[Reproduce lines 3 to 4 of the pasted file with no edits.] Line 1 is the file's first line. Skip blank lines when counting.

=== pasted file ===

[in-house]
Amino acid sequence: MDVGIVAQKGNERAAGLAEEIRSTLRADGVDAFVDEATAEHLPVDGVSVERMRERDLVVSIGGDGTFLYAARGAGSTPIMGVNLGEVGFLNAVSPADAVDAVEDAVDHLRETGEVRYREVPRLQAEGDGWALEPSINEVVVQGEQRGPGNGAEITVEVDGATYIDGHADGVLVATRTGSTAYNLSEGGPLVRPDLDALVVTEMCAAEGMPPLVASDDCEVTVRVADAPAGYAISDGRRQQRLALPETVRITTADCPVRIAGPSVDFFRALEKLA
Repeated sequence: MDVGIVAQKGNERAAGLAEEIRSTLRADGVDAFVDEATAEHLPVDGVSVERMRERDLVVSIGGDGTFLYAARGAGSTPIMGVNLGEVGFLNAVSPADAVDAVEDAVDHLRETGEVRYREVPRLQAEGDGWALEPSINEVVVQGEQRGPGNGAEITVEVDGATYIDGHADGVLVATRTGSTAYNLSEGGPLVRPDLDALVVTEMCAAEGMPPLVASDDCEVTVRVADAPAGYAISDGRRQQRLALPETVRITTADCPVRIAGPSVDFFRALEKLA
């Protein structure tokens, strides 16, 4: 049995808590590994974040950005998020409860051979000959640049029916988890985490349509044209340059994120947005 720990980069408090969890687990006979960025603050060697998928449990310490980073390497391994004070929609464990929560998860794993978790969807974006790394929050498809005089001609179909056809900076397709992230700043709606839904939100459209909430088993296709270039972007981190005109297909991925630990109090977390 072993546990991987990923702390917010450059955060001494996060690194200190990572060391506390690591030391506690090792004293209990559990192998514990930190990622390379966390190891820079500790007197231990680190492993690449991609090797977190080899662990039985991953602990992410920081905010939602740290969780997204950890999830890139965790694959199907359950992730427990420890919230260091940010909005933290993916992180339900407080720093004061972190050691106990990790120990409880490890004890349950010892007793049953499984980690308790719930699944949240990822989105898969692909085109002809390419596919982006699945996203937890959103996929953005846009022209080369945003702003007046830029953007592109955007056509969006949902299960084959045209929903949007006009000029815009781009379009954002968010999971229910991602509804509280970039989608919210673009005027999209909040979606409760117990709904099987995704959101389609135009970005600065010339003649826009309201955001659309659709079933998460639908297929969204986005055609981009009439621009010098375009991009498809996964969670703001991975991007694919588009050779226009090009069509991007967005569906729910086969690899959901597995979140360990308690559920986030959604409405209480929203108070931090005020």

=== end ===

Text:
Repeated sequence: MDVGIVAQKGNERAAGLAEEIRSTLRADGVDAFVDEATAEHLPVDGVSVERMRERDLVVSIGGDGTFLYAARGAGSTPIMGVNLGEVGFLNAVSPADAVDAVEDAVDHLRETGEVRYREVPRLQAEGDGWALEPSINEVVVQGEQRGPGNGAEITVEVDGATYIDGHADGVLVATRTGSTAYNLSEGGPLVRPDLDALVVTEMCAAEGMPPLVASDDCEVTVRVADAPAGYAISDGRRQQRLALPETVRITTADCPVRIAGPSVDFFRALEKLA
């Protein structure tokens, strides 16, 4: 049995808590590994974040950005998020409860051979000959640049029916988890985490349509044209340059994120947005 720990980069408090969890687990006979960025603050060697998928449990310490980073390497391994004070929609464990929560998860794993978790969807974006790394929050498809005089001609179909056809900076397709992230700043709606839904939100459209909430088993296709270039972007981190005109297909991925630990109090977390 072993546990991987990923702390917010450059955060001494996060690194200190990572060391506390690591030391506690090792004293209990559990192998514990930190990622390379966390190891820079500790007197231990680190492993690449991609090797977190080899662990039985991953602990992410920081905010939602740290969780997204950890999830890139965790694959199907359950992730427990420890919230260091940010909005933290993916992180339900407080720093004061972190050691106990990790120990409880490890004890349950010892007793049953499984980690308790719930699944949240990822989105898969692909085109002809390419596919982006699945996203937890959103996929953005846009022209080369945003702003007046830029953007592109955007056509969006949902299960084959045209929903949007006009000029815009781009379009954002968010999971229910991602509804509280970039989608919210673009005027999209909040979606409760117990709904099987995704959101389609135009970005600065010339003649826009309201955001659309659709079933998460639908297929969204986005055609981009009439621009010098375009991009498809996964969670703001991975991007694919588009050779226009090009069509991007967005569906729910086969690899959901597995979140360990308690559920986030959604409405209480929203108070931090005020």